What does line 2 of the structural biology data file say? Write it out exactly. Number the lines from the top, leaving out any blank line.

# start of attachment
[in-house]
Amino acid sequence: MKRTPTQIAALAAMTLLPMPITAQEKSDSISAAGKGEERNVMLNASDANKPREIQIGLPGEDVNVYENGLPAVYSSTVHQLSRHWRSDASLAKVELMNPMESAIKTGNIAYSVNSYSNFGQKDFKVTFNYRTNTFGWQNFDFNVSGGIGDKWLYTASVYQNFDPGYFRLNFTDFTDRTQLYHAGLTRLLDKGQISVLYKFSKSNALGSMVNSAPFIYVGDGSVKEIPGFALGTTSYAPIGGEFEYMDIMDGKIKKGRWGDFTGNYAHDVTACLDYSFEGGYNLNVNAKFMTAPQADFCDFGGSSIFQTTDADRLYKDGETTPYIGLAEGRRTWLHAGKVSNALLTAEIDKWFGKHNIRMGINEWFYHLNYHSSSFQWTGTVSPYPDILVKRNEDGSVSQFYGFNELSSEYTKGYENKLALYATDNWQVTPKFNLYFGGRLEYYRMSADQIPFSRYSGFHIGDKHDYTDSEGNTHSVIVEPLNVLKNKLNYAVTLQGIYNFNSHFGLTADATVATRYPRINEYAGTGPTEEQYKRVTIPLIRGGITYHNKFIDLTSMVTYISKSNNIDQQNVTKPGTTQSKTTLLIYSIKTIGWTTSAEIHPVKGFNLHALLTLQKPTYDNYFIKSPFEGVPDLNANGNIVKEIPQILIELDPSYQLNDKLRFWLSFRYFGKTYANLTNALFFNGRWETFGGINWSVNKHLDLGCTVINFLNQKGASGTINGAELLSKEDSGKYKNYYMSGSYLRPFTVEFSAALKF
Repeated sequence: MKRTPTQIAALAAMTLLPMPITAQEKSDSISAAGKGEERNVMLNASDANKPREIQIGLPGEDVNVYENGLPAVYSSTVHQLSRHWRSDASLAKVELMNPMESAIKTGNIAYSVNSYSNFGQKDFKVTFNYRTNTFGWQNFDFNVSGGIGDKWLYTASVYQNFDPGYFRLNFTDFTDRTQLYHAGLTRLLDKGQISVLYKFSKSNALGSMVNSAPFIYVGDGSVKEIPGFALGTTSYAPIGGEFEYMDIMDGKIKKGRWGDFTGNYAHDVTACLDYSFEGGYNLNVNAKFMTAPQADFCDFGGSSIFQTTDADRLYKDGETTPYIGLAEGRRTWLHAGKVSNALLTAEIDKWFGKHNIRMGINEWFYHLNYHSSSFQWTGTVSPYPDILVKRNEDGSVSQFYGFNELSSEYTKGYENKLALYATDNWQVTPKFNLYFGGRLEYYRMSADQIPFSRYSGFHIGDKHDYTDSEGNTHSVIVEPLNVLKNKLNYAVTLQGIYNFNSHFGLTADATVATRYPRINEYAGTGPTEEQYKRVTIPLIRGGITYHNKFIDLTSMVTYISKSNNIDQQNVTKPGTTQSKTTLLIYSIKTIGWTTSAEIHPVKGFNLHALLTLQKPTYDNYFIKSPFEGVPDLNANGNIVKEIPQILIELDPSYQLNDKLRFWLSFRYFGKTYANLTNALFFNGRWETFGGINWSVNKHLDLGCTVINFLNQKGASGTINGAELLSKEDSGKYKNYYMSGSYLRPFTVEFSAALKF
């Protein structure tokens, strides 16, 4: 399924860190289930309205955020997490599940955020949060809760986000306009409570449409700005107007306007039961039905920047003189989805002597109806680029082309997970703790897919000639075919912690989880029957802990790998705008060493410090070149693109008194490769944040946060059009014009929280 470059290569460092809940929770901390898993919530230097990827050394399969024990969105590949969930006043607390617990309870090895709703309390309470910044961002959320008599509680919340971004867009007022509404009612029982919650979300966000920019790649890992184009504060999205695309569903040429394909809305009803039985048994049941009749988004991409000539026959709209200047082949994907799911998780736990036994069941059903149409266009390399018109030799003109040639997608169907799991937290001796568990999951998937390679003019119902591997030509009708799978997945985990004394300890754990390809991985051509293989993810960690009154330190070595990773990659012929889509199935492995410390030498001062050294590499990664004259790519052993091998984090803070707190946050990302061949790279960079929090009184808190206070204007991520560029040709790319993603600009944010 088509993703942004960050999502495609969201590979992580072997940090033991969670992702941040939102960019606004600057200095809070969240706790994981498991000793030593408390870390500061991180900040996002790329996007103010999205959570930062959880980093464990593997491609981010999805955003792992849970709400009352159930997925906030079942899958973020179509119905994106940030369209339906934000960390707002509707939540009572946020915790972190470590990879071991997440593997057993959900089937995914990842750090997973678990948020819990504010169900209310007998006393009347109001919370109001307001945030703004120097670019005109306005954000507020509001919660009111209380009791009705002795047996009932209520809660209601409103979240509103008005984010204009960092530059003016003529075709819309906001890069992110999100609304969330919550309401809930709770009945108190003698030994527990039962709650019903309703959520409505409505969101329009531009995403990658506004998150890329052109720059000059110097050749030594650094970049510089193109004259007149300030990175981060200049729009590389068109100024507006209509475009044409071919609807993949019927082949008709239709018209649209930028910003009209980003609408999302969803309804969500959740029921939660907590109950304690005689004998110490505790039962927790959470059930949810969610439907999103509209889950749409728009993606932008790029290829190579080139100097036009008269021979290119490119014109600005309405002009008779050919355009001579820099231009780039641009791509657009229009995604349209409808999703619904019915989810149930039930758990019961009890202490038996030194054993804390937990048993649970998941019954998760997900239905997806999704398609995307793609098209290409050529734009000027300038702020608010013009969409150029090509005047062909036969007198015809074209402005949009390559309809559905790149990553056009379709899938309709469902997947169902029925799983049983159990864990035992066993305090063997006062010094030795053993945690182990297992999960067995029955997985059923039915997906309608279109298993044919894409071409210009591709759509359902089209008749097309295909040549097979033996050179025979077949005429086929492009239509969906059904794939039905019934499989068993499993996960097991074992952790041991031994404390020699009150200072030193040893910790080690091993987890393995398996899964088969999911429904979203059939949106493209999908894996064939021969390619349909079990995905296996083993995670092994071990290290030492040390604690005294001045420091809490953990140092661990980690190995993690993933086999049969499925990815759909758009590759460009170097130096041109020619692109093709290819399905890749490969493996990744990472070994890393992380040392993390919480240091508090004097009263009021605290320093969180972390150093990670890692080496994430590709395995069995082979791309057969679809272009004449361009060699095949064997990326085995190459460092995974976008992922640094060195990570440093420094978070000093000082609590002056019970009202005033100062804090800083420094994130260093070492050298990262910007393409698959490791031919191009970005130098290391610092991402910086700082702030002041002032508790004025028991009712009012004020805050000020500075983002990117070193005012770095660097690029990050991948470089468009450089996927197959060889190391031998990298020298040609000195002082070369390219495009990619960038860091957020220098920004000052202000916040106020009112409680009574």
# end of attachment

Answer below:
Amino acid sequence: MKRTPTQIAALAAMTLLPMPITAQEKSDSISAAGKGEERNVMLNASDANKPREIQIGLPGEDVNVYENGLPAVYSSTVHQLSRHWRSDASLAKVELMNPMESAIKTGNIAYSVNSYSNFGQKDFKVTFNYRTNTFGWQNFDFNVSGGIGDKWLYTASVYQNFDPGYFRLNFTDFTDRTQLYHAGLTRLLDKGQISVLYKFSKSNALGSMVNSAPFIYVGDGSVKEIPGFALGTTSYAPIGGEFEYMDIMDGKIKKGRWGDFTGNYAHDVTACLDYSFEGGYNLNVNAKFMTAPQADFCDFGGSSIFQTTDADRLYKDGETTPYIGLAEGRRTWLHAGKVSNALLTAEIDKWFGKHNIRMGINEWFYHLNYHSSSFQWTGTVSPYPDILVKRNEDGSVSQFYGFNELSSEYTKGYENKLALYATDNWQVTPKFNLYFGGRLEYYRMSADQIPFSRYSGFHIGDKHDYTDSEGNTHSVIVEPLNVLKNKLNYAVTLQGIYNFNSHFGLTADATVATRYPRINEYAGTGPTEEQYKRVTIPLIRGGITYHNKFIDLTSMVTYISKSNNIDQQNVTKPGTTQSKTTLLIYSIKTIGWTTSAEIHPVKGFNLHALLTLQKPTYDNYFIKSPFEGVPDLNANGNIVKEIPQILIELDPSYQLNDKLRFWLSFRYFGKTYANLTNALFFNGRWETFGGINWSVNKHLDLGCTVINFLNQKGASGTINGAELLSKEDSGKYKNYYMSGSYLRPFTVEFSAALKF